• $\begingroup$ Certainly, the Einstein - de Haas effect is used to measure angular momentum of the electrons in iron etc. Read recent literature instead of watching Youtube videos. Might give more confidence. $\endgroup$
    – user137289
    Commented Jul 9, 2020 at 19:01

2 Answers 2


It is perhaps best to start this out from the classical perspective. In classical electromagnetism, a spinning electrically-charged object generates a magnetic field due to the fact that the spinning of the charged object is charge in motion and thus technically is an electric current (even though it may not be what one thinks of an electric current which is where charges within the material are flowing with respect to other charges that are remaining stationary, while here the whole thing is in motion). This is Ampere's law.

Indeed, the guy for which that law is named was one of those to first indirectly observe evidence for what we'd now call as electron spin. You see, if you take an object carrying an electric current - and that would include a spinning static charge - and you put it in a magnetic field, a force is developed on the current thanks to the magnetic force law, $\mathbf{F}_\text{mag} = q\mathbf{v} \times \mathbf{B}$, and this is obvious in the case of electromagnets, where you have an electric circuit and run current through it. And what was a going hypothesis at the time was that electric currents must somehow account for all magnetic fields - but if that's the case, then we have a seeming problem: there exist so-called permanent magnets which were historically by far the first observations of what we now call magnetism, all the way back to ancient Greece (the terms "magnet" and "magnetism" themselves come from the name of a place in Greece, Magnesia, where lots of naturally magnetized ores [magnetite] could be found), and yet seem to possess no detectable internal current!

And that leaves the question of how to account for them, and what Ampere suggested was that it was due to so-called microcurrents (sadly with yet more eponymism also called Amperian currents) within the material, extraordinarily small, ever-flowing electric currents of some sort, each of which would have to be something akin to a tiny loop because otherwise you'd have a large-scale current, and which would each produce a small dipole, but by virtue of their phenomenal minuteness, would be unamenable to detection by an ordinary instrument. In some materials, those dipoles would line up, and you get a large-scale magnetic field; in others, they don't, and instead they contribute randomly and the fields average out to approximately nothing.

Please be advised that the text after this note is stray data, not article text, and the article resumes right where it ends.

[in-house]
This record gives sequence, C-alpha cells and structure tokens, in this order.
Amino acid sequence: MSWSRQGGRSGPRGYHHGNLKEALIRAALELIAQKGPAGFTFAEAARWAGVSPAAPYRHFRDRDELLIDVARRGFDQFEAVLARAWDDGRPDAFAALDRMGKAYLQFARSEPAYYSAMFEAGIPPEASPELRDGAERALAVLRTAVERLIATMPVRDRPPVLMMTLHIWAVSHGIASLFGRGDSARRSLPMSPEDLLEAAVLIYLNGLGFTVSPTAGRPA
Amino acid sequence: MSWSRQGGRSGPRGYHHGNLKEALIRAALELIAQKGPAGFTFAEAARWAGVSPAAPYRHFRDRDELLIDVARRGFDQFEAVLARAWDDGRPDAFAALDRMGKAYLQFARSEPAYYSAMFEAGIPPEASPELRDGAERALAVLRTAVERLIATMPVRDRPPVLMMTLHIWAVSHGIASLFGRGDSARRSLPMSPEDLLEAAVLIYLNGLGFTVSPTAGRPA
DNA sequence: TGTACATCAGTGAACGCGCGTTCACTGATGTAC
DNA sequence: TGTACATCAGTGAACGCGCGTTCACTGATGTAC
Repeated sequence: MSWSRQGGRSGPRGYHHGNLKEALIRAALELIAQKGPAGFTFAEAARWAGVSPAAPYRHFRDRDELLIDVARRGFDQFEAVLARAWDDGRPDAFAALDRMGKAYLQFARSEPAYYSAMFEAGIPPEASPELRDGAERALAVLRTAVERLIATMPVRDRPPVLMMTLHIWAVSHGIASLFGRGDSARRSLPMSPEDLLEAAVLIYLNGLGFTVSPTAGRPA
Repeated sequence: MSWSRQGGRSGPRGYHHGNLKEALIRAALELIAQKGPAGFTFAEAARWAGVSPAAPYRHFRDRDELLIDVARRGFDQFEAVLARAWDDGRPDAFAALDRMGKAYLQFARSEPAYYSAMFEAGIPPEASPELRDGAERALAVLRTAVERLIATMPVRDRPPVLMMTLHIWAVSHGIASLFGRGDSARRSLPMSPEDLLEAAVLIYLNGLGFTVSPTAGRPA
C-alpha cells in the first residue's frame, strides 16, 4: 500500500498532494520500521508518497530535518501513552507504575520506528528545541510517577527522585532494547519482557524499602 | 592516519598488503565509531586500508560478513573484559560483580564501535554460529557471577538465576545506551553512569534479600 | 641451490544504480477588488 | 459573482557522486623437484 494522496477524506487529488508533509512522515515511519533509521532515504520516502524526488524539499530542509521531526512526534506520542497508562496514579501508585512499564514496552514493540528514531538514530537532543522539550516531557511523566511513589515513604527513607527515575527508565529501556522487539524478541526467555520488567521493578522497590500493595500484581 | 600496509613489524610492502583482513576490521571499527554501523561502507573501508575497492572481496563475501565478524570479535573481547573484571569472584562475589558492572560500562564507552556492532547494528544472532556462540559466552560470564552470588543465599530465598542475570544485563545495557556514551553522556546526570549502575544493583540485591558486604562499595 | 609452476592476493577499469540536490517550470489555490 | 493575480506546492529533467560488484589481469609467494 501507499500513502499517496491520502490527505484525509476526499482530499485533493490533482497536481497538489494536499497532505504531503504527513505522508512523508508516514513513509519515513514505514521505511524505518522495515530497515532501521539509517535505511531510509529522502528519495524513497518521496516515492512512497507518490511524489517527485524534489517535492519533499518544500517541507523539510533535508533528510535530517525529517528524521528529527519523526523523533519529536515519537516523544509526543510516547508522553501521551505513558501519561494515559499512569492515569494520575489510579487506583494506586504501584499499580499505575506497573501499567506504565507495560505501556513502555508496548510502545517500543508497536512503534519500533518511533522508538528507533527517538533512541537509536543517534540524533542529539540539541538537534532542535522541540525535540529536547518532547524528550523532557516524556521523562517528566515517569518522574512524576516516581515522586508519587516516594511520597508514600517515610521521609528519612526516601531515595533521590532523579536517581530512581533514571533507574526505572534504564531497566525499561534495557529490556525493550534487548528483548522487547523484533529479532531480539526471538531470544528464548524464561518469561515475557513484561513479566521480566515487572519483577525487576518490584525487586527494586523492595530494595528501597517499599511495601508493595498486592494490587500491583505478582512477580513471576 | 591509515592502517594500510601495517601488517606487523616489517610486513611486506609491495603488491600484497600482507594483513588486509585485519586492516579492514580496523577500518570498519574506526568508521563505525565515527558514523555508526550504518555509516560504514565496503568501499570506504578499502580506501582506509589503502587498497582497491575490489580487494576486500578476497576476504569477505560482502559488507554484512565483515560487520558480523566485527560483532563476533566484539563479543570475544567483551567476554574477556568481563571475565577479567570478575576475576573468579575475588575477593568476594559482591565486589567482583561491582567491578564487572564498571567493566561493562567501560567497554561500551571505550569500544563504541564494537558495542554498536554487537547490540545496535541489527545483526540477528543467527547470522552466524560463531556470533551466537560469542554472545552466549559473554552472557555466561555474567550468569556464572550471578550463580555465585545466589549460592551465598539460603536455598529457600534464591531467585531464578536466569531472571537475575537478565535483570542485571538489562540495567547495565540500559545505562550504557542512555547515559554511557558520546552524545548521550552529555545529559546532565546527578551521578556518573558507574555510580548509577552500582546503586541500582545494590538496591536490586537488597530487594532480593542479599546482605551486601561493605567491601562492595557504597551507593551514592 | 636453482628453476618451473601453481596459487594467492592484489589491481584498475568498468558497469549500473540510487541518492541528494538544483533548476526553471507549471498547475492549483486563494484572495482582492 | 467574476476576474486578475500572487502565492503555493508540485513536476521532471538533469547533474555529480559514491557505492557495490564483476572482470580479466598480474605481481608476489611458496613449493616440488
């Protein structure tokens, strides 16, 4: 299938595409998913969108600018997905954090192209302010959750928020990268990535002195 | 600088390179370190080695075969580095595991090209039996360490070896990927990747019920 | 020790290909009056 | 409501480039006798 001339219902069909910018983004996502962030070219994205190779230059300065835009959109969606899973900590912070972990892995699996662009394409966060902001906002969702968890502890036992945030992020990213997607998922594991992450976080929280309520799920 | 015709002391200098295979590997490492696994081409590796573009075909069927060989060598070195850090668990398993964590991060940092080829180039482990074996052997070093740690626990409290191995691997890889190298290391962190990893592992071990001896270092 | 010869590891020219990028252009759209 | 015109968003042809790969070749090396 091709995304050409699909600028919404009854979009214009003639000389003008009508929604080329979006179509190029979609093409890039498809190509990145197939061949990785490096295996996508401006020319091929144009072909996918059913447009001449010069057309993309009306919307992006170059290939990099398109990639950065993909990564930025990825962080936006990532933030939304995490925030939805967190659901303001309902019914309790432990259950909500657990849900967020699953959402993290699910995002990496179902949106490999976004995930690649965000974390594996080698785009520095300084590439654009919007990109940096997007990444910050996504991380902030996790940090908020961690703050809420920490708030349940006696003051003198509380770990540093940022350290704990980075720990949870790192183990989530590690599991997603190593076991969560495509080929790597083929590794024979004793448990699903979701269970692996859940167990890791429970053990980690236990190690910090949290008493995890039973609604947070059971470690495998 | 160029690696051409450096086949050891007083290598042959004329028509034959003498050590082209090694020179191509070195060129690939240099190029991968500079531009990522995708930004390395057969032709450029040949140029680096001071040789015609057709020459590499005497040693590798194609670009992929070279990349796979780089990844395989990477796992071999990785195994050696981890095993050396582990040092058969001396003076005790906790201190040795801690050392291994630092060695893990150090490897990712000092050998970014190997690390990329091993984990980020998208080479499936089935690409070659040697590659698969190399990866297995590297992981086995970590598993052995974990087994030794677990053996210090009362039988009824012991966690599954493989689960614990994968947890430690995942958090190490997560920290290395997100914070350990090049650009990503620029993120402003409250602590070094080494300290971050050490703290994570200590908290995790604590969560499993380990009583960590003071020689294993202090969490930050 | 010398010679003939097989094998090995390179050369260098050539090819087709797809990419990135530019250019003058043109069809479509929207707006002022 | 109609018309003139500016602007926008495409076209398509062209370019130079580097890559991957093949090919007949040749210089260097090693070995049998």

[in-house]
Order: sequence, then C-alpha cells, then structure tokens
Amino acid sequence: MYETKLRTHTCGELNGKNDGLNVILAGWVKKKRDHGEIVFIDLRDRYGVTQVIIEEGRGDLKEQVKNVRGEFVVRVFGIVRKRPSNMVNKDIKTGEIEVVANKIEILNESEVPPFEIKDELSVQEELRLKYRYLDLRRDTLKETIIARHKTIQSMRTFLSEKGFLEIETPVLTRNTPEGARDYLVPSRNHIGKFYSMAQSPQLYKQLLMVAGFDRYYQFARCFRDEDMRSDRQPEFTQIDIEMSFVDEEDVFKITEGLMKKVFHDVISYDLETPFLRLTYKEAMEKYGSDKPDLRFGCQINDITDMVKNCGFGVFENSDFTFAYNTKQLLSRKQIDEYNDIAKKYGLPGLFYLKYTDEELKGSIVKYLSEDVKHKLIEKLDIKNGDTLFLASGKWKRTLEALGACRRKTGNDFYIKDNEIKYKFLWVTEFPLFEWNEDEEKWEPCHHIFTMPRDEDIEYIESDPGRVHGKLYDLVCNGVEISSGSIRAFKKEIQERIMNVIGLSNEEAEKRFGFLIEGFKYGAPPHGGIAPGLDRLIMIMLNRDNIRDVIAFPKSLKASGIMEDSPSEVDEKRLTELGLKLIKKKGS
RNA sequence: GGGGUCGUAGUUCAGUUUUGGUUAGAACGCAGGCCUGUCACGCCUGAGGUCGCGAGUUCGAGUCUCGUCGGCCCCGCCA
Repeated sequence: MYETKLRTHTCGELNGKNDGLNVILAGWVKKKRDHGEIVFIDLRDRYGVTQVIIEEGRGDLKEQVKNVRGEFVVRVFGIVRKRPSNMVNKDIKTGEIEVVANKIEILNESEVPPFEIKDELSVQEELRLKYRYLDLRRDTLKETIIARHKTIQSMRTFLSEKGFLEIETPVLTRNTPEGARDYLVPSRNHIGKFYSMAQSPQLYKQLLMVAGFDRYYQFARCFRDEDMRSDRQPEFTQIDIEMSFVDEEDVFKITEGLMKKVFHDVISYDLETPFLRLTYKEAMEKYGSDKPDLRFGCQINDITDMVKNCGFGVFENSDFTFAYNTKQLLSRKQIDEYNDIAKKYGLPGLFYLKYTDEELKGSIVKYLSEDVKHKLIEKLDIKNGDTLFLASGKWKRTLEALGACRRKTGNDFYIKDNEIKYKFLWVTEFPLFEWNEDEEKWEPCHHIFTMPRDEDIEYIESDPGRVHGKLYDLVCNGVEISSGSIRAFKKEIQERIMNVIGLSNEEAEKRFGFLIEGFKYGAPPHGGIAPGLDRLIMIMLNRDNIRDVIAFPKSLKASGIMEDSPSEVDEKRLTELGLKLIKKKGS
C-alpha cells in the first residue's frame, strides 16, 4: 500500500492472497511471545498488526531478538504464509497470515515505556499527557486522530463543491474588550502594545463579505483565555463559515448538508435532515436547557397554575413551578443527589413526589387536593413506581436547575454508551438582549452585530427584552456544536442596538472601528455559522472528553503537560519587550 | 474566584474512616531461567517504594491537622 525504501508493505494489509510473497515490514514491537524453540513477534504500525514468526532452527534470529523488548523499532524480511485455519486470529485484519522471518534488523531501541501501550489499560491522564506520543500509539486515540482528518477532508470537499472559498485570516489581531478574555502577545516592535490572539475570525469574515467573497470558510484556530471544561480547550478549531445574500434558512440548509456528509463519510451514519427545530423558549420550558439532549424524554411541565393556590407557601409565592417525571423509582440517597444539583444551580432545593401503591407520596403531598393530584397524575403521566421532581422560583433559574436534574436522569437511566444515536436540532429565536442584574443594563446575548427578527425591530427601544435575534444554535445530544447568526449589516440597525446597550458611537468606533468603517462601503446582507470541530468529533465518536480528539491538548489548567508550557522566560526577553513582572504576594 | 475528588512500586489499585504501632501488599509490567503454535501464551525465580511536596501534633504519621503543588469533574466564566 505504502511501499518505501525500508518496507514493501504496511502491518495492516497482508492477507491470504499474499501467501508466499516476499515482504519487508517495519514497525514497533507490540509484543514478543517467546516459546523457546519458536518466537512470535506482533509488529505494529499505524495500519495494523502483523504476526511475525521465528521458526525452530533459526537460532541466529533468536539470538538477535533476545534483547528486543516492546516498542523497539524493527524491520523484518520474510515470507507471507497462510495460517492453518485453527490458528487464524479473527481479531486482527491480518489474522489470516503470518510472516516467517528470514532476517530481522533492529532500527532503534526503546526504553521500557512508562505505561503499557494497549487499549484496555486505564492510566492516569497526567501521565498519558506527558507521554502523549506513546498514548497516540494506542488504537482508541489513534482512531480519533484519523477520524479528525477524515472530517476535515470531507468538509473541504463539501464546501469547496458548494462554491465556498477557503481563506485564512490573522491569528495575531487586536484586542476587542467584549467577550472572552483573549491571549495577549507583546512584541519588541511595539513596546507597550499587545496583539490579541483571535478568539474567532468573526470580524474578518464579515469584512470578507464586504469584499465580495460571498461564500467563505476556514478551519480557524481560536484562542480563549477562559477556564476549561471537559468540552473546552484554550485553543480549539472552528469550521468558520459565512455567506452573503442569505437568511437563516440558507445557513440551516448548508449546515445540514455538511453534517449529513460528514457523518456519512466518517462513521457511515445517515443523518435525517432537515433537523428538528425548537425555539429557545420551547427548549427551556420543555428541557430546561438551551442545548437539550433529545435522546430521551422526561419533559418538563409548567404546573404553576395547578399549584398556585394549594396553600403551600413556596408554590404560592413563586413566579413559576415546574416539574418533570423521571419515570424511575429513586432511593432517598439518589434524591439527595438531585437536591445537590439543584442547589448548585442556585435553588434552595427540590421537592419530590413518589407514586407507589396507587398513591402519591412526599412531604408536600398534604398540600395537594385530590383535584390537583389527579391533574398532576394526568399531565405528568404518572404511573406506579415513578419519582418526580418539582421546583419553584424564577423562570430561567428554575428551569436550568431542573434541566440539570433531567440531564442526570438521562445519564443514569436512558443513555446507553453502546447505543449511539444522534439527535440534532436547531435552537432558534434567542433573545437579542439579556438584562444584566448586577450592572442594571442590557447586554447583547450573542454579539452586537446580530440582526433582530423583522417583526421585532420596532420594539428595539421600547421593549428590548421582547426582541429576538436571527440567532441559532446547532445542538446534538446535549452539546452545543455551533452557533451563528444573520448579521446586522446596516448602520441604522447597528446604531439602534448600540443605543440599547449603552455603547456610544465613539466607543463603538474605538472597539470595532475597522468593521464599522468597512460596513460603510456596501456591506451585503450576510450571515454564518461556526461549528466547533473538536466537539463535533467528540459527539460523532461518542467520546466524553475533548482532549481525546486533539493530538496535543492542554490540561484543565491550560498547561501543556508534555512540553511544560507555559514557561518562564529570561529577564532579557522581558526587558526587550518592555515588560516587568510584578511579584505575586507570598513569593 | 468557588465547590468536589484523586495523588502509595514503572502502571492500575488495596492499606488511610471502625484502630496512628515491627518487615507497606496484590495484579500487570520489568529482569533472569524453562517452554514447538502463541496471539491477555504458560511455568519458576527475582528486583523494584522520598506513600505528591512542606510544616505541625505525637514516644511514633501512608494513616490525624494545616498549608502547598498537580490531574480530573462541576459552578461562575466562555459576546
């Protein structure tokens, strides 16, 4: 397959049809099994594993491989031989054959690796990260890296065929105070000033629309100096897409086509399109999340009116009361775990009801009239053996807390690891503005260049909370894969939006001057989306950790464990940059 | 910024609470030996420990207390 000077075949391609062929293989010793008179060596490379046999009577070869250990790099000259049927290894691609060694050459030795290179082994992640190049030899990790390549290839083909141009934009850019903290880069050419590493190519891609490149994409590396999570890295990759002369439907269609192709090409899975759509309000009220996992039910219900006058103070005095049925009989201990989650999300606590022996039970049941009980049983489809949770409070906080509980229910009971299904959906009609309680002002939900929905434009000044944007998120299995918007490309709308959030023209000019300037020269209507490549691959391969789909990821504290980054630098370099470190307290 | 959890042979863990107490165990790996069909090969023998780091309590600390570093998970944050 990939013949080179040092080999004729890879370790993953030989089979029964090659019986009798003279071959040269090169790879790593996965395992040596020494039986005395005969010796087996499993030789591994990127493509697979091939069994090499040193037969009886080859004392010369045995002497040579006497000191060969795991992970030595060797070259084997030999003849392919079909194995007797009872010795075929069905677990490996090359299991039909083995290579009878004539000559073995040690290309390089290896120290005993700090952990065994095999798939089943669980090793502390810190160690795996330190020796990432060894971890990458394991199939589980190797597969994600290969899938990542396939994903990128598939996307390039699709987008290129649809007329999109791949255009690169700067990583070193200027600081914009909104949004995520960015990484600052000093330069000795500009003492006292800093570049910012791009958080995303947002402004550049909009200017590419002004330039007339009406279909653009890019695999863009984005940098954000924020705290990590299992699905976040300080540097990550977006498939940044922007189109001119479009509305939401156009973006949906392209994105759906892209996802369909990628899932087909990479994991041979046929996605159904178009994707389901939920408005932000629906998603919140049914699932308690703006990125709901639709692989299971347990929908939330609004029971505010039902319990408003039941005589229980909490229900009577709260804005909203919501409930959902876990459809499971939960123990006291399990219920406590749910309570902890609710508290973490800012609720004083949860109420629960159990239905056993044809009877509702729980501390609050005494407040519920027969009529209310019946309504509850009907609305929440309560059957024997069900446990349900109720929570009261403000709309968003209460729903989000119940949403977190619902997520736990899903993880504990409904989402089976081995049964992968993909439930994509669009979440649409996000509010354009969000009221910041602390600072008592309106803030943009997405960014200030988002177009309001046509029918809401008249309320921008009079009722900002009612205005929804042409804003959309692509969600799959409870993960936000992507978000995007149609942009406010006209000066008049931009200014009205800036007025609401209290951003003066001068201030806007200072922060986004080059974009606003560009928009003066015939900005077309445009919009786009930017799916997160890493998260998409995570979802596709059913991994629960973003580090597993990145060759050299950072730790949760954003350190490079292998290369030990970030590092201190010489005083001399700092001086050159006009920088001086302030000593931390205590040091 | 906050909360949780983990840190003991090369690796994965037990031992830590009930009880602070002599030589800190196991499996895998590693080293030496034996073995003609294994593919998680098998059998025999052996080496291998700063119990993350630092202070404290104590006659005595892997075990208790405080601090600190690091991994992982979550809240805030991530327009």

So from that alone, there's a strong hint that something in the material must be undergoing some sort of continuous motion that is resulting in the generation of these magnetic fields; but it was not clear what that was until better understandings of atomic structure and the nature of electric currents were probed more closely, and the electron was discovered and more importantly, was discovered by finding it to be separable from the rest of matter (this is typically done using a thermionic valve, i.e. a vacuum tube: heat up a filament like a lightbulb until it's glowing super hot - yellow hot, white hot - and it will be roiling with electrons), and thus allowing it to be moved about on its own independently of a material, and with that available, it was possible to probe its properties more closely by suitable manipulations of the now-liberated electrons with electromagnetic fields, and that revealed it to contain, in addition to its negative electric charge, a small but not zero dipole moment that is what you might expect were it a spinning object of some kind - at last, Ampere's famous micro-current.

Of course then we know with further work that quantum mechanics is a thing, and the behavior of these spins - and all other motions on the atomic scale - is very much different from Newtonian mechanics: from a very modern perspective, we'd say this results because the spin axis of the rotating electron is ill-defined as to which way it points in space, in turn because, as an "elementary system" (as far as we know), the electron can only hold a single bit of information, and with a single bit, you have far too little to write down a complete $(\theta, \phi)$ pair-of-real-numbers spatial orientation for the axis of rotation of an object!

So basically, an earlier stage of systematically splitting up matter into smaller chunks, as has been going on in research all the way up until now.